Michael has been a little better each day. He's home from work again today, but he's been talking about going to work tomorrow and/or Friday. I think he ought to stay home, particularly because he has an appointment for his MRI late Friday, and he has to get his blood drawn first thing in the morning tomorrow or Friday, but it is ultimately his decision. I know he hates missing so much work, especially at this time of year, when it's really busy.
As for me, I'm gradually getting into the habit of working again... I did manage to work a little yesterday, despite the fact that most of the afternoon was taken up by the trip to the doctor's office and other errands, and I hope to be even more productive today.
Tuesday, January 17, 2006
When I last posted yesterday, I was procrastinating on finishing a short assignment. While I still did something worthwhile in my article's stead, I can still recognize that my habit of procrastinating could pose a threat to my career.
However, I did finish that assignment late last night. After Michael went to sleep, and after I finished posting to my blog, I pulled up the article. As I was looking at, everything just kind of clicked; the words I wanted came to me easily, and I finished working on the article in probably under half an hour, with hardly a thought of procrastinating any further. I felt quite satisfied with myself afterward.
Completing the article so quickly and easily made me start thinking. If I'm going to procrastinate, I figured, I should at least put myself to work on another project in the meantime. For example, I could work on some of my fiction for a little bit, and then go back to the piece I'm procrastinating on. At least that way, it wouldn't be wasted time.
Well, this evening I really must work on some query letters, so I guess I'd better get started on staring at the screen again, waiting for my muse to honor me with her presence. :o)
This evening, perhaps because I didn't want to work on any assignments at the moment, I chose to convert all my old files from floppy disk to CD. Since I got my new computer, which does not have a floppy drive, I've had my box of floppies sitting next to my desk, waiting to be recovered. It's been on my to-do list for some time, and I actually wasn't anticipating I'd get to them quite yet - but hey, you gotta take advantage of motivation when it comes to you. So I dug out my old laptop, hooked up the external floppy drive, and started transferring the files to my jump drive.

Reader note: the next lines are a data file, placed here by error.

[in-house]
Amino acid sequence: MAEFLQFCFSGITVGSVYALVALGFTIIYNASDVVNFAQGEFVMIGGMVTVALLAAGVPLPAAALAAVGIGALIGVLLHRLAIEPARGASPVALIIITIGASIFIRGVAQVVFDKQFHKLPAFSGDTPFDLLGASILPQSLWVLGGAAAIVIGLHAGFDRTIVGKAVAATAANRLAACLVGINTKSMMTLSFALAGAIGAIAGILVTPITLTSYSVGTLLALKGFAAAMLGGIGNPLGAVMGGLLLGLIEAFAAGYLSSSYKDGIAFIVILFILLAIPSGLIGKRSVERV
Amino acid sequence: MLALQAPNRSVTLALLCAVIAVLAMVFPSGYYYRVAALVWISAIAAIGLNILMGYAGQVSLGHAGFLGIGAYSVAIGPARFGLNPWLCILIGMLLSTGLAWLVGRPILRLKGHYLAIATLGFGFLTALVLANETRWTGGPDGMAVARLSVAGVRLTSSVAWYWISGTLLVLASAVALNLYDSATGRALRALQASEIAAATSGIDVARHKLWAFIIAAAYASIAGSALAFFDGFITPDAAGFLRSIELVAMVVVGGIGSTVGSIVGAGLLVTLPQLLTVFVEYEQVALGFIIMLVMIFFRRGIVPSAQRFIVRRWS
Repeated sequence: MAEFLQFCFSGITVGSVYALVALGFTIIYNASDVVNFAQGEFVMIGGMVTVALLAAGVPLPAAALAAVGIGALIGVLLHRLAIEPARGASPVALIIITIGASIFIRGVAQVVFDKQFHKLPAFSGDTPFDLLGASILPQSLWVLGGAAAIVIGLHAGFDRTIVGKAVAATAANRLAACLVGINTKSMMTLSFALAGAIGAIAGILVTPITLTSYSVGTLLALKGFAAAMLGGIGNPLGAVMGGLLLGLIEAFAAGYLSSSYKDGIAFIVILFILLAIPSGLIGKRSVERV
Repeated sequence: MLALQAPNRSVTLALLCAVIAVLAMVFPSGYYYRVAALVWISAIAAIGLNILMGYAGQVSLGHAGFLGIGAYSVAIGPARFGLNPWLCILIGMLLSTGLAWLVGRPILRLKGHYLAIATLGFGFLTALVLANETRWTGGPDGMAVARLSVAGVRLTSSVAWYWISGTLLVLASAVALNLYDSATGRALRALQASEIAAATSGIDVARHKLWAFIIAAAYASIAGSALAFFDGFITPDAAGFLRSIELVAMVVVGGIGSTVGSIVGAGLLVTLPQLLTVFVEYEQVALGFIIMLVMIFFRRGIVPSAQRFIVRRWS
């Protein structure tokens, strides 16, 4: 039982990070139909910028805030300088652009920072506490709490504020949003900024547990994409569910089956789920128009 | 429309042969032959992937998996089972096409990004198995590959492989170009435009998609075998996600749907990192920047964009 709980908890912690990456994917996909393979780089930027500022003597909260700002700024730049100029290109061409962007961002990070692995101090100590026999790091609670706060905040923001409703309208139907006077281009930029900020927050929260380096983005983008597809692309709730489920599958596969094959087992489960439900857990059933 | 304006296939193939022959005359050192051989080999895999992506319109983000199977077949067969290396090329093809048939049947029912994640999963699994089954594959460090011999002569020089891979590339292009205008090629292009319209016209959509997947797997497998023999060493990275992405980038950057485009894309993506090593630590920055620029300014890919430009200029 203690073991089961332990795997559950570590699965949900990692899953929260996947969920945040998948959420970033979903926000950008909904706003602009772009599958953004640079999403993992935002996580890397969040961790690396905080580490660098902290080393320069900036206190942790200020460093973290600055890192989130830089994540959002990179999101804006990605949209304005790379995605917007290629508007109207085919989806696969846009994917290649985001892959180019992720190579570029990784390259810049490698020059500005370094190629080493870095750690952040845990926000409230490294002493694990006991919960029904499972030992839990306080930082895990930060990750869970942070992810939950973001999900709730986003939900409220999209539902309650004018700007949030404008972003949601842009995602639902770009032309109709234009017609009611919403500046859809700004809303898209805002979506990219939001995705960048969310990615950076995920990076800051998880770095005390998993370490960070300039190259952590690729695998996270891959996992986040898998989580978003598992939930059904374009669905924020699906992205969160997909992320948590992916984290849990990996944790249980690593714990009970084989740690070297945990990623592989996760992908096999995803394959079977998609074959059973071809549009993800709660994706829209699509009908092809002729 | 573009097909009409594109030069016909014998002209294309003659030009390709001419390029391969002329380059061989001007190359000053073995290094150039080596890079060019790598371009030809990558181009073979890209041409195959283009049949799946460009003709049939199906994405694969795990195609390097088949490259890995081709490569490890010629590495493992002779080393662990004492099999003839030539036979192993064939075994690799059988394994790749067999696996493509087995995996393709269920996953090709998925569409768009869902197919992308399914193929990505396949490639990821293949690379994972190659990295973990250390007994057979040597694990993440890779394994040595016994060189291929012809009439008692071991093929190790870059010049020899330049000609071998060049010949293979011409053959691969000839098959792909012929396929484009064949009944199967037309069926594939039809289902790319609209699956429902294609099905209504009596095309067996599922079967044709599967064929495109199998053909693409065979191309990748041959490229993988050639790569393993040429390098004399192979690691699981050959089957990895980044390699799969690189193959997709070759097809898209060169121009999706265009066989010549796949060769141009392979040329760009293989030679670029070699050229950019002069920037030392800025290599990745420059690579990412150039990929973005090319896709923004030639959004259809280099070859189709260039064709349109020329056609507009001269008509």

Laughably, all the files on about 20 floppies didn't even come close to filling up my jump drive. However, it took me about an hour and forty minutes to transfer everything, burn the CDs, and convert some of the old files that I wanted easily accessible on my hard drive. I'd forgotten how slow my old computer was, for one thing...not to mention how slow floppy drives are. Ugh.
Some of the old files were simply school work from my first few years of college, before I started saving files on other kinds of media. However, about half of the disks - and the ones I was most concerned with - contained my high school writings: three completed novels, one I was working on when I stopped writing regularly, numerous short stories, and even a couple of high school assignments. All of the fiction I saved not only on CD, but also on my hard drive. I had to convert the files - I used Word Perfect back then, on a 286 Compaq laptop with a two-tone blue screen, for heaven's sake... Anyway, there are a few stories and a novel from my high school days that I want to rewrite and/or edit, so that I can try to publish it. I want the files easily accessible for when I decide to (or find time to, as the case may be) tackle those projects.
Although I really accomplished very little today, except for reading and taking care of Michael, I think that transferring all of those files was a significant accomplishment. Goodness knows, in a couple of years floppies probably won't be accessible at all (if you consider them even remotedly accessible now). Changing the media on which my old writings were saved means that I've prolonged their life and their accessibility. It's kind of like preserving a piece of my dream. (When I get some of that rewritten and published, I'll call that realizing my dream, since those stories represent the height of my passion.)
As for tomorrow (well, today, technically, although it doesn't feel like tomorrow until I've been to bed), I doubt I'll get much more done. I have quite a few things to mail (I sold some of my doll collection that I don't want anymore on ebay), I have to go to the bank, and I'll have to take Michael to his doctor's appointment in the afternoon. I hope to at least be able to finish the little assignment I meant to do today, and hopefully get started on some queries as well.